Mission San Luis Rey, California

Mission San Luis Rey, California

Originally uploaded by JoeDuck.
I really enjoyed our visit to the San Diego area. The Mission San Luis Rey was beautiful and historically very interesting.

From their information panels with minor editing by me:

San Luis Rey was the 18th in the line old California Missions. Founded by Father Lasuen in 1798, San Luis Rey soon became the largest of all the California Missions. Father Peyri, builder of San Luis Rey, remained at the Mission for 34 years and saw it prosper. Afer the mission was taken from the Padres it became a ruin. Restoration has taken place in recent times and continues today. Much of the former Glory of San Luis Rey as “King of the Missions” can still be seen today.

… and so it can! This is only about 10 minutes off Highway 101 at Newport Beach, CA. Drop by In and Out Burger for a great lunch on the way back on to California Highway 101.

Kit Carson, famous pioneer scout, led Gen. Kearny’s “dragoons” and camped at San Luis Rey in December of 1846.

Outlook Express Spell Check Disabled in Office 2007 – Le Miserable Microsoft, avez vous un fricking clue?

I installed a new PC yesterday for a State Welcome center that came with the new office 2007 programs. After a day the staff asked me why their Outlook spell checking was working for French only. “Sacre bleu”, I said after throwing in some Francais and noting that only the English words were listed as “wrong”.   Noting the CDs boldly proclaimed “made in Canada” I first thought “ha – it’s those pesky Quebecois poking fun at Les Americains, oui? NON! After the typical 5 minutes of surfing anywere but Microsoft.com to find answers about Microsoft product defects, to my amazement I read this note from MS which states:

NO more OE spelling in English!

At first I thought it was an odd joke site, but indeed it’s true. The staff at this center uses that simple utility *daily* so why is Outlook Express spelling reserved only for the French?  I love France, especially Paris, France and their superior Freedom Fries, but I think we need some spelling help here in the USA as well.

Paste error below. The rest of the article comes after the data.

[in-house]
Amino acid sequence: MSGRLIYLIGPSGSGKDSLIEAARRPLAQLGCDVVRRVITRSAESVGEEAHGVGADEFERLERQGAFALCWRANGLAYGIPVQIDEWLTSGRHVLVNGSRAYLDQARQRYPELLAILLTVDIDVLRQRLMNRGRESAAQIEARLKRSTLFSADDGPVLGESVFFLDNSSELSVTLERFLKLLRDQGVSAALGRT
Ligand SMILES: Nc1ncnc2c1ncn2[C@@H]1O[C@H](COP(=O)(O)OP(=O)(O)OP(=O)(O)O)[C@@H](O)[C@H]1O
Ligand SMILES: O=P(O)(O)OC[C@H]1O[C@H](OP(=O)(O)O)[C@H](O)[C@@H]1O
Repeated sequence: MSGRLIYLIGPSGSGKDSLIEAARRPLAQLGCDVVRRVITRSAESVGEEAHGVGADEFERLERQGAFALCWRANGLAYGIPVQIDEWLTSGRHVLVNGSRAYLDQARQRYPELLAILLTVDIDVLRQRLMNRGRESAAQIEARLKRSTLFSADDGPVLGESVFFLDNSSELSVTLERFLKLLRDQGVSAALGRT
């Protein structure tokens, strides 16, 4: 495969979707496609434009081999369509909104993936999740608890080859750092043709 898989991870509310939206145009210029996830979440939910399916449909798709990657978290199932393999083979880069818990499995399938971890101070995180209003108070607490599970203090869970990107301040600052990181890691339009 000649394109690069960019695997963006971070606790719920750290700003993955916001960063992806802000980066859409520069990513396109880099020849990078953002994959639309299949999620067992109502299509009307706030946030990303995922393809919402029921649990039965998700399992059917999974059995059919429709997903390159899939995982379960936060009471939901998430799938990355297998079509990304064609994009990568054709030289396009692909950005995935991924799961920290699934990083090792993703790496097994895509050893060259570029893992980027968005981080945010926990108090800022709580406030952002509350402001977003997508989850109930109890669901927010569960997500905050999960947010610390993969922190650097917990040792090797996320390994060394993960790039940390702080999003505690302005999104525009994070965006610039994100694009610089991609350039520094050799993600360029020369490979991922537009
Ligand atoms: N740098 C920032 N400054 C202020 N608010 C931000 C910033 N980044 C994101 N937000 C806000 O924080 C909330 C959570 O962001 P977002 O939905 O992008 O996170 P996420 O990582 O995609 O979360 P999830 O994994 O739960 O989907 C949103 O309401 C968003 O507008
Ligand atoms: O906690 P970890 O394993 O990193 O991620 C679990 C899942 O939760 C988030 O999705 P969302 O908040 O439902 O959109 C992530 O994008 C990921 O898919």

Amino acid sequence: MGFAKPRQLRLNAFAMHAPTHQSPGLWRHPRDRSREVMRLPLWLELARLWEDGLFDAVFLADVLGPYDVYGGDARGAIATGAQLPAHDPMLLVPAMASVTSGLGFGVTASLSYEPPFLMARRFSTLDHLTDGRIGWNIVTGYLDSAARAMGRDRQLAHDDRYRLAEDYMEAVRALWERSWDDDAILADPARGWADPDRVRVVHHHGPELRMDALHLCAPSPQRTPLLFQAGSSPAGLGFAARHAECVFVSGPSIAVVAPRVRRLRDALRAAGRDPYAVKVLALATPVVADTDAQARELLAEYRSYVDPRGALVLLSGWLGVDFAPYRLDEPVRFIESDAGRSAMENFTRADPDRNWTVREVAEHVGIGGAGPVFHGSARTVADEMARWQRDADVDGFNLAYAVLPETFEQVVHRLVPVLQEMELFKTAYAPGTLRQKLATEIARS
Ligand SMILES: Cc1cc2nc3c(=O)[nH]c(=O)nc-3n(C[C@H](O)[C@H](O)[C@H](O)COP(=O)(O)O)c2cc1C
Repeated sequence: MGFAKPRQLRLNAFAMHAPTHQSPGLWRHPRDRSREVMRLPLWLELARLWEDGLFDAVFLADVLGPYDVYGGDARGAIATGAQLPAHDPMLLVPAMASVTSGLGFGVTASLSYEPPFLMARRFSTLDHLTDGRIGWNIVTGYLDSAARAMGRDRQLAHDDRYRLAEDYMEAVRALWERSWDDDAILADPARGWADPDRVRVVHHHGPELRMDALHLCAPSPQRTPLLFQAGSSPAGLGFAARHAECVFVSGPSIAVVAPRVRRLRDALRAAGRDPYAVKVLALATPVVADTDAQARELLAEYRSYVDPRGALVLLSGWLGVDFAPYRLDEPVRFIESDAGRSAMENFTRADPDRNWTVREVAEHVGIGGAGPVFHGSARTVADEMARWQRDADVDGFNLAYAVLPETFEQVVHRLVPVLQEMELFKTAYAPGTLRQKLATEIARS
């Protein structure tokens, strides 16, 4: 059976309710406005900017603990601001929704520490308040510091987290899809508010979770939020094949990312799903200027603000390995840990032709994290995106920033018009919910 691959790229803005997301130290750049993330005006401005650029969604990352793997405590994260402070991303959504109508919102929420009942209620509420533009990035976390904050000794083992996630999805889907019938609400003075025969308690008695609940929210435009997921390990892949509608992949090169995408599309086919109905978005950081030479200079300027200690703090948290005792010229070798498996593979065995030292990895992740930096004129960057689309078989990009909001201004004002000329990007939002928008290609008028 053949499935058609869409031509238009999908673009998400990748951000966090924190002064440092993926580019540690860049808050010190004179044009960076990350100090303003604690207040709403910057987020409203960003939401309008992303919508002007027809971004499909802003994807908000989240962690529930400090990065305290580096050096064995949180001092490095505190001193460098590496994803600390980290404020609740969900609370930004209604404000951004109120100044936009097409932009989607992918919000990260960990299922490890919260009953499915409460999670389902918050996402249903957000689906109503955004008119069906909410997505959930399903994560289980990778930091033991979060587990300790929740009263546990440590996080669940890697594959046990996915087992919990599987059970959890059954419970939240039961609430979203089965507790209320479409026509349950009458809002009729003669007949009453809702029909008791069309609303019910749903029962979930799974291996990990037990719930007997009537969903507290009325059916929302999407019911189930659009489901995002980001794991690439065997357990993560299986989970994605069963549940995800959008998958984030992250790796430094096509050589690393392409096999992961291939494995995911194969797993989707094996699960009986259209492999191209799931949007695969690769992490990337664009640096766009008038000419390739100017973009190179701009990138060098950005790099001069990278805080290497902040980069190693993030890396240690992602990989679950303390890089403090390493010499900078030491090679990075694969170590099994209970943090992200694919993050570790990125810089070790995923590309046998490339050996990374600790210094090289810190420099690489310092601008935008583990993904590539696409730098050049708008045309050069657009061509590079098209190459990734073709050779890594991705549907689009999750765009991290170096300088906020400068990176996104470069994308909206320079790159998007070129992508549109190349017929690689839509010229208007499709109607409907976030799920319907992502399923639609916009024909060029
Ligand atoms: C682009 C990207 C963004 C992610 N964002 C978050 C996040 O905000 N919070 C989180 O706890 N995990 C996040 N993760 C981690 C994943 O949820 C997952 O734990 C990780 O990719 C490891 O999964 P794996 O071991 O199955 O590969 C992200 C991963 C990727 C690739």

This utility fixed the problem by adding a new English dictionary. I can’t vouch for the program yet since I just put it on, but it appears legitimate and good.

Yet another case where MS is absolutely *clueless* to the needs of users, and arrogantly provides downgrades as you upgrade to newer, potentially even more frustrating versions of Office. This one is pure insanity since the fix is cheap and easy for MS.  Why in the world would they disable English spell checking?  Google would have created a superior dictionary with the upgrade, where MS creates….nothing, and makes it hard to even find out what to do.

Travel and History Blog

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Global Warming – less hype, more science please.

Yahoo’s got a noble initiative going to “fight” climate change but as with most of these efforts I’m very skeptical this is where so much of the smart thinking, time, and money should go.

I wrote them:   With all due respect to the noble intentions I think I’d rather see Yahoo work on … profitability and web innovations. Warming is so *incredibly* expensive to try to fix it’s better to spend our treasure and time on the low hanging fruit problems of the world: microloans, malaria, aids prevention, etc, and focus on conservation and alternative energy. With China as the leading producing of CO2 I can’t help but think our many noble high tech solutions are just jousting at the energy windmill.

I’m not nearly as skeptical about human induced climate change as my friend Glenn,  but I share his concern about the alarmism and “groupthink” that is now pervasive in the Climate Change community.     Recent IPCC reports have been

My big concern remains that we can’t do much about this and therefore we should tackle the catastophic things we *can* easily fix.  Those are disease and poverty, water, etc.    Incredibly people seem to ignore these basic human health and poverty problems as “insurmountable” when in fact  they are relatively easy to solve with modest allocations of time and money, while people focus on problems like Global Warming and longstanding religious conflicts that likely have *no* realistic solutions for decades, centuries, or even millenia.   Also important is that feeding people and raising standards of health and living leads to much, much smaller populations (this “prosperity leads to lower population” effect is very well documented but I can’t believe how many people think that helping the poor leads to more poor people (the “feed and breed” ideas of Malthus).  This is a very dangerous and wrong assumption and not backed by any research with which I’m familiar).

I propose that well intentioned, rational folks should use a ‘triage’ system where we take major global problems and the cost of their proposed solutions and prioritize these actions on the basis of where we can do the most good for the least money.

But as my friend Linda pointed out wisely last year during our hike in the incomparable Trinity Alps, it’s possible that at least with warming people are inspired to act, and in general these actions are leading to more energy conservation and innovations.    Better *something* good than nothing good, but I’m still going to advocate for a rational, not emotional, approach to all this.